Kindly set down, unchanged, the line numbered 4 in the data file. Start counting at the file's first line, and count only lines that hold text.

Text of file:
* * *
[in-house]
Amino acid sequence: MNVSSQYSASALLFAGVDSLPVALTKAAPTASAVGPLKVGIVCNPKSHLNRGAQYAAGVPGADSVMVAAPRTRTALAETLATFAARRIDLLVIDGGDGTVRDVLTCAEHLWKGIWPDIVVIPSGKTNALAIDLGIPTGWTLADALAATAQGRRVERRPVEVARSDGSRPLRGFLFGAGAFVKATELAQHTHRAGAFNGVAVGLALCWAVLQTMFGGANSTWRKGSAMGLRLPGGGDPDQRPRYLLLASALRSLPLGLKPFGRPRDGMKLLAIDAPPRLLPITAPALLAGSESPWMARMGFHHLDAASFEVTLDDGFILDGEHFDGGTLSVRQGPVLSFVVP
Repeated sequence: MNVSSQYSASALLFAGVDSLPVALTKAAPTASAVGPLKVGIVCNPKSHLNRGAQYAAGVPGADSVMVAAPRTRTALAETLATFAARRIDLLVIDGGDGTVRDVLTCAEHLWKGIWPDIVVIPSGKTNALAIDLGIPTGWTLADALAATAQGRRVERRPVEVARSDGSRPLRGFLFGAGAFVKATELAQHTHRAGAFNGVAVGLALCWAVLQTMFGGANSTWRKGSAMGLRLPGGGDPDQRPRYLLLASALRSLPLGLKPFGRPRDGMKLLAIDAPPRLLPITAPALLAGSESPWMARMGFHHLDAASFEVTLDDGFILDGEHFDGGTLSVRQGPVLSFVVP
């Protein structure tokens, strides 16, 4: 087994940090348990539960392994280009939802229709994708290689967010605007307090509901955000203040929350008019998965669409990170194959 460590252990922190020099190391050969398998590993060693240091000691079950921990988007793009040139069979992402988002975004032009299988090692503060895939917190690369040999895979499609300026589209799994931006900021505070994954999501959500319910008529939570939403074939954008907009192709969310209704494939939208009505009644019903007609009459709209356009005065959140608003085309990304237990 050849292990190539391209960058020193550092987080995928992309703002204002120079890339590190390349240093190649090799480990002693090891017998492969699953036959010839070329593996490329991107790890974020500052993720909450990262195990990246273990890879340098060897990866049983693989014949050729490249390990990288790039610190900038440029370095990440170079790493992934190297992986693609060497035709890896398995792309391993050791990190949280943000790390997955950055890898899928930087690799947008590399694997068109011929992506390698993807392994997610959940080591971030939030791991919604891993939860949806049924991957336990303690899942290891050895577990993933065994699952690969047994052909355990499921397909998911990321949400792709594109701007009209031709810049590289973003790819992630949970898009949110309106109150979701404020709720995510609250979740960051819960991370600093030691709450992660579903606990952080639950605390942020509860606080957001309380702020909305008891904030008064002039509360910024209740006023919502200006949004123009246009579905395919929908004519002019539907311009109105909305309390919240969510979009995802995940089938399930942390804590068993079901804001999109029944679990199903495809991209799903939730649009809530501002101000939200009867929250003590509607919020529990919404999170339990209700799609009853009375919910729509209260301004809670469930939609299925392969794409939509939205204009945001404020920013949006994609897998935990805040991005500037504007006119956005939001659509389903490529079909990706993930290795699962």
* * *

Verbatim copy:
């Protein structure tokens, strides 16, 4: 087994940090348990539960392994280009939802229709994708290689967010605007307090509901955000203040929350008019998965669409990170194959 460590252990922190020099190391050969398998590993060693240091000691079950921990988007793009040139069979992402988002975004032009299988090692503060895939917190690369040999895979499609300026589209799994931006900021505070994954999501959500319910008529939570939403074939954008907009192709969310209704494939939208009505009644019903007609009459709209356009005065959140608003085309990304237990 050849292990190539391209960058020193550092987080995928992309703002204002120079890339590190390349240093190649090799480990002693090891017998492969699953036959010839070329593996490329991107790890974020500052993720909450990262195990990246273990890879340098060897990866049983693989014949050729490249390990990288790039610190900038440029370095990440170079790493992934190297992986693609060497035709890896398995792309391993050791990190949280943000790390997955950055890898899928930087690799947008590399694997068109011929992506390698993807392994997610959940080591971030939030791991919604891993939860949806049924991957336990303690899942290891050895577990993933065994699952690969047994052909355990499921397909998911990321949400792709594109701007009209031709810049590289973003790819992630949970898009949110309106109150979701404020709720995510609250979740960051819960991370600093030691709450992660579903606990952080639950605390942020509860606080957001309380702020909305008891904030008064002039509360910024209740006023919502200006949004123009246009579905395919929908004519002019539907311009109105909305309390919240969510979009995802995940089938399930942390804590068993079901804001999109029944679990199903495809991209799903939730649009809530501002101000939200009867929250003590509607919020529990919404999170339990209700799609009853009375919910729509209260301004809670469930939609299925392969794409939509939205204009945001404020920013949006994609897998935990805040991005500037504007006119956005939001659509389903490529079909990706993930290795699962």